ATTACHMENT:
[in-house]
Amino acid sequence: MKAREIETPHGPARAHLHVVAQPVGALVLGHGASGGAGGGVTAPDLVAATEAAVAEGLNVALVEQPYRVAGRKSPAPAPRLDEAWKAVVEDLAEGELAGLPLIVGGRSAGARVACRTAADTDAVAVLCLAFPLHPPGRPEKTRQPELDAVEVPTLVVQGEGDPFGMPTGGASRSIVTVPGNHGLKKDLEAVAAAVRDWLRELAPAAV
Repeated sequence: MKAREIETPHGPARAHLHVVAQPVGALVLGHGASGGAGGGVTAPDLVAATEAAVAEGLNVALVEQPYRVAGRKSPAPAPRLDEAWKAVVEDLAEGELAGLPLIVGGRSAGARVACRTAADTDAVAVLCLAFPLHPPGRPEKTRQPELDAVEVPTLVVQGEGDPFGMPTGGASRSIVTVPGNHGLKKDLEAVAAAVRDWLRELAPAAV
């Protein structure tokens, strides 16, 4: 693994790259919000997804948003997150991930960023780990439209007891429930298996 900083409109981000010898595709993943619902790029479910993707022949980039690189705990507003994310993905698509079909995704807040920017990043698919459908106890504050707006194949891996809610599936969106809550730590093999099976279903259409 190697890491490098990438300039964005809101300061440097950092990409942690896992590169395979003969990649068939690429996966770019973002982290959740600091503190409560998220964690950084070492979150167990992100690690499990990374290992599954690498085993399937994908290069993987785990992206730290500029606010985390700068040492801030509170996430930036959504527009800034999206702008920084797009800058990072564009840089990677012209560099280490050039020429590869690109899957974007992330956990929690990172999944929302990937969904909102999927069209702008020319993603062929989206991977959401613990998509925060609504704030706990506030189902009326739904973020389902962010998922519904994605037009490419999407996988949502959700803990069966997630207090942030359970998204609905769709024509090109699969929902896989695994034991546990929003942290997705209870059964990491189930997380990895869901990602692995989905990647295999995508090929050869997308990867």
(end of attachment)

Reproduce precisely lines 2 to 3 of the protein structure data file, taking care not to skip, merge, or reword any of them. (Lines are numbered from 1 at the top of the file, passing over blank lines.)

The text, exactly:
Amino acid sequence: MKAREIETPHGPARAHLHVVAQPVGALVLGHGASGGAGGGVTAPDLVAATEAAVAEGLNVALVEQPYRVAGRKSPAPAPRLDEAWKAVVEDLAEGELAGLPLIVGGRSAGARVACRTAADTDAVAVLCLAFPLHPPGRPEKTRQPELDAVEVPTLVVQGEGDPFGMPTGGASRSIVTVPGNHGLKKDLEAVAAAVRDWLRELAPAAV
Repeated sequence: MKAREIETPHGPARAHLHVVAQPVGALVLGHGASGGAGGGVTAPDLVAATEAAVAEGLNVALVEQPYRVAGRKSPAPAPRLDEAWKAVVEDLAEGELAGLPLIVGGRSAGARVACRTAADTDAVAVLCLAFPLHPPGRPEKTRQPELDAVEVPTLVVQGEGDPFGMPTGGASRSIVTVPGNHGLKKDLEAVAAAVRDWLRELAPAAV